Preschoolers Are Incredible People!

Indeed! Preschoolers are special people with unique and varying developmental needs. Older preschoolers may never be at a more teachable point in their lives. This fact alone gives us a wonderful opportunity to fulfill God’s timeless command to teach His story to successive generations (Deut. 4:9). As we teach, we must consider all aspects of the child’s development, just as Jesus did for those he taught. Jesus fed the hungry, healed the sick, loved the unlovable, and sought to meet the needs of the whole person. Jesus understood that every part of a person’s life affected the other parts. So we, too, must realize that in order to help older preschoolers discover God’s love and story, we must understand and recognize the various needs in other parts of their lives.

God’s Developmental Design for Preschoolers

We also need to remember that the extended process of development in children is part of God’s design and plan. God designed this process for a purpose. While we may not always understand His timing, we need to trust His wisdom and work within His plan to teach and guide children in ways that match their stages of development.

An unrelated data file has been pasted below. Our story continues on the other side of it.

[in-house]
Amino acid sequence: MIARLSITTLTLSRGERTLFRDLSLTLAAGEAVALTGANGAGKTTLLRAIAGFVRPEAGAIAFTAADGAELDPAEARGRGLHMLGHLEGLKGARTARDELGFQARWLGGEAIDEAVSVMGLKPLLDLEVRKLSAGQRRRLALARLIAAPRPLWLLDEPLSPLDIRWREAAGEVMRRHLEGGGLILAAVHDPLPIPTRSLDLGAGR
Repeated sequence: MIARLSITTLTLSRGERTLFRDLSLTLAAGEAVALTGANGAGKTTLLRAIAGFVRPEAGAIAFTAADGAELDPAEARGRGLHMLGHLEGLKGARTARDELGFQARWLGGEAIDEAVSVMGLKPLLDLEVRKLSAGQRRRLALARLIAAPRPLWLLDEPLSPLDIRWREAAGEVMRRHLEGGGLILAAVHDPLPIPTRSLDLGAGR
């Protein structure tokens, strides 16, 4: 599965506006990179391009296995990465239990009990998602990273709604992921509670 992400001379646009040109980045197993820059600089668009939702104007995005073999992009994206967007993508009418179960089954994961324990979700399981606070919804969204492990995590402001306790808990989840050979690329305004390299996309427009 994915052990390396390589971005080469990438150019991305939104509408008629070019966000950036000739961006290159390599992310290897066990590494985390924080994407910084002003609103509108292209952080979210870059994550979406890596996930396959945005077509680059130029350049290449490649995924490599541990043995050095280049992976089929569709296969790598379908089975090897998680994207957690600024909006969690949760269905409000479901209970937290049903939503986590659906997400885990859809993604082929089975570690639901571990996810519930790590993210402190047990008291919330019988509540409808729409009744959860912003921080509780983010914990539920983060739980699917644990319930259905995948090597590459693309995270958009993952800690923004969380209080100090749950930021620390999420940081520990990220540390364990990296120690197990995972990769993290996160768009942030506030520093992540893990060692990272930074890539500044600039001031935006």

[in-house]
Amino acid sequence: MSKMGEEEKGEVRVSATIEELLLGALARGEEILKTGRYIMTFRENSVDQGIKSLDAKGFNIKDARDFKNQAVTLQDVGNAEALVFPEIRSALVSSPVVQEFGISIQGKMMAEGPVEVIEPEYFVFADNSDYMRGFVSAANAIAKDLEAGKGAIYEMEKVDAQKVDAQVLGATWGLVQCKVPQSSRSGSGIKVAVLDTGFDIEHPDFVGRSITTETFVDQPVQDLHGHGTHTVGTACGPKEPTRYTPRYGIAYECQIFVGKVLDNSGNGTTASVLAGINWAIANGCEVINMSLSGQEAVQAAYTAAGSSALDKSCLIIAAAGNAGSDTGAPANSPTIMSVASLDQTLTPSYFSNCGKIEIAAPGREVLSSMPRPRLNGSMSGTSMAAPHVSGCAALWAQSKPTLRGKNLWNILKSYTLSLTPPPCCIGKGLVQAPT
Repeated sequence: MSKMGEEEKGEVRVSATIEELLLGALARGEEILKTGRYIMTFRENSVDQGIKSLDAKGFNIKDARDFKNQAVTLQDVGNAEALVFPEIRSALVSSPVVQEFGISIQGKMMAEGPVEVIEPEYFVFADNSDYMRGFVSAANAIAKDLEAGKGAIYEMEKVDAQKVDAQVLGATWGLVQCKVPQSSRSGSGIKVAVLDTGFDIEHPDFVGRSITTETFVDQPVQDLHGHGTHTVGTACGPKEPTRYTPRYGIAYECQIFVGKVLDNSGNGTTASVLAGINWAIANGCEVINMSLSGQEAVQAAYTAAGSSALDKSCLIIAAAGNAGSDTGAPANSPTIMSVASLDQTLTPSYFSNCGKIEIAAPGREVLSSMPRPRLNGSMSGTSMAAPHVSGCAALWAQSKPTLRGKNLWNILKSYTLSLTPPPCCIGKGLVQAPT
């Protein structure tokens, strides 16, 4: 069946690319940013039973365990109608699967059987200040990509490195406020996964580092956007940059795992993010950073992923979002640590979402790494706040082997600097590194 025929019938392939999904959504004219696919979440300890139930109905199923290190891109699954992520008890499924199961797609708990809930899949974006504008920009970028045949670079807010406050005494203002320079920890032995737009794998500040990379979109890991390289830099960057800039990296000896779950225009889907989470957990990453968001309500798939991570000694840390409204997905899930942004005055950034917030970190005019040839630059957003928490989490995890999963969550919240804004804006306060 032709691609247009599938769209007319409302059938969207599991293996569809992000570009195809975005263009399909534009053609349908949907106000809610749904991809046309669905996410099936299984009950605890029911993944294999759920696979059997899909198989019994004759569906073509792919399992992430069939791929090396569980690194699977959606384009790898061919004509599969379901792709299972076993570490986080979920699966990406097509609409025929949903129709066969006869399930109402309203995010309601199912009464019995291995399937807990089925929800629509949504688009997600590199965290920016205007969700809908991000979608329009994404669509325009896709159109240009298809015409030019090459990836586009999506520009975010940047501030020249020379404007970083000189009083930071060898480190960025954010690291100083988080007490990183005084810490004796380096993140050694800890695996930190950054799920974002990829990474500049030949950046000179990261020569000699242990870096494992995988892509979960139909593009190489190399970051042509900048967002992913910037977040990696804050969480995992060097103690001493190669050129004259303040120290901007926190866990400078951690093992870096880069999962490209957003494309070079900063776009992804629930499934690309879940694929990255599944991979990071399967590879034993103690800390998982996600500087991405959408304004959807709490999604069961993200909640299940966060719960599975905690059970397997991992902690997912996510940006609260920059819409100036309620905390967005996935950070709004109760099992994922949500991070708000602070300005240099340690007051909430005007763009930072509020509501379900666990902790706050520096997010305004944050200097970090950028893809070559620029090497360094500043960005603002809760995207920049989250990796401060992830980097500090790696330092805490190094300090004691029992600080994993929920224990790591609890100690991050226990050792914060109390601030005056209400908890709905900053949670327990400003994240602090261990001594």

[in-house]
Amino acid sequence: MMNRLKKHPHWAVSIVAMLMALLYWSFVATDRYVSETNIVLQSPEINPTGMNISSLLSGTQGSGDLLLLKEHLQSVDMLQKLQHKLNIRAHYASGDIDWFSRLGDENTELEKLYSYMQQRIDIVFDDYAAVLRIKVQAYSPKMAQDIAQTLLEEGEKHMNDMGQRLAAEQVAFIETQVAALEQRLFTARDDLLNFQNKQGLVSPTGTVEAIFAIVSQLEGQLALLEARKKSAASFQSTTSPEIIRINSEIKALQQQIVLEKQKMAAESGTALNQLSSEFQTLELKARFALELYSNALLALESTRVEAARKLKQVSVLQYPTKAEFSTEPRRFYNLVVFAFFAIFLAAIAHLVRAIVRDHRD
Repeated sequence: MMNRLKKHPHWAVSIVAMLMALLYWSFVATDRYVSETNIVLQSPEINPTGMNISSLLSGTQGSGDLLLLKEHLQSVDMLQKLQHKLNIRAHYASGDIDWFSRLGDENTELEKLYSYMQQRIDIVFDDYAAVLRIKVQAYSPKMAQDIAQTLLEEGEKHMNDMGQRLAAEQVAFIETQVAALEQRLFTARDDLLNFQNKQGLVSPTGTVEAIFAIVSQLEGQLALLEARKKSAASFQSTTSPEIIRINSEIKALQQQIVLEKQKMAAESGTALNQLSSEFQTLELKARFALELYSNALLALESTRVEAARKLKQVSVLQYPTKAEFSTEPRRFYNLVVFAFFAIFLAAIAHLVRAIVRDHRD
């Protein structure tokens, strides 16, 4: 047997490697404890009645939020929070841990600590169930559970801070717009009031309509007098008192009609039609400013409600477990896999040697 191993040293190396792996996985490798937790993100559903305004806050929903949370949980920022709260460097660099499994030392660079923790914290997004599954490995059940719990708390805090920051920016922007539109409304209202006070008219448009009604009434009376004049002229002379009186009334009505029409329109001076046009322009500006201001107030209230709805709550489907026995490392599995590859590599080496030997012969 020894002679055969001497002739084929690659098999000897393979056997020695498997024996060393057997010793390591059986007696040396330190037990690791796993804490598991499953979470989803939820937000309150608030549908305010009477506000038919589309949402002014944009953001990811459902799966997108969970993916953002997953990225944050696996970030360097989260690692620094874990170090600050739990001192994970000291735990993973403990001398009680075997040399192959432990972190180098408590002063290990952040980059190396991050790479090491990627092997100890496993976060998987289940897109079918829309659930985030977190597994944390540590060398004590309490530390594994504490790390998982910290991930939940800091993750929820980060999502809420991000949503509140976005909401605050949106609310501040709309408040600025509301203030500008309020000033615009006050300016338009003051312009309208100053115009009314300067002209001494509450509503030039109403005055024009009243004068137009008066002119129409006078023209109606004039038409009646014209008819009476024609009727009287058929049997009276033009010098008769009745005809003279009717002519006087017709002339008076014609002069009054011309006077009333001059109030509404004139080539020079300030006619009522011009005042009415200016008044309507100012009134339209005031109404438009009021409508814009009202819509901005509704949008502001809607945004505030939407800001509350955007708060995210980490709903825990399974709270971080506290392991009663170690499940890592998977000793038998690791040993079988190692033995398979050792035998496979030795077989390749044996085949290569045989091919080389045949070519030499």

What’s true for the child in the classroom needs to be true about the resources you’ll use in the classroom as well. That’s why we give special attention to creating lesson plans and activities that reflect a clear understanding of older preschoolers. The suggested plans in God’s Unfolding Story for Older Preschoolers have been developed by seasoned preschool workers and have been proven in the classroom. You can be certain they correspond to the development level of the children you’re teaching. But lesson plans can only go so far. At the end of the day, YOU as a teacher and leader of these incredible people need to understand who you are leading.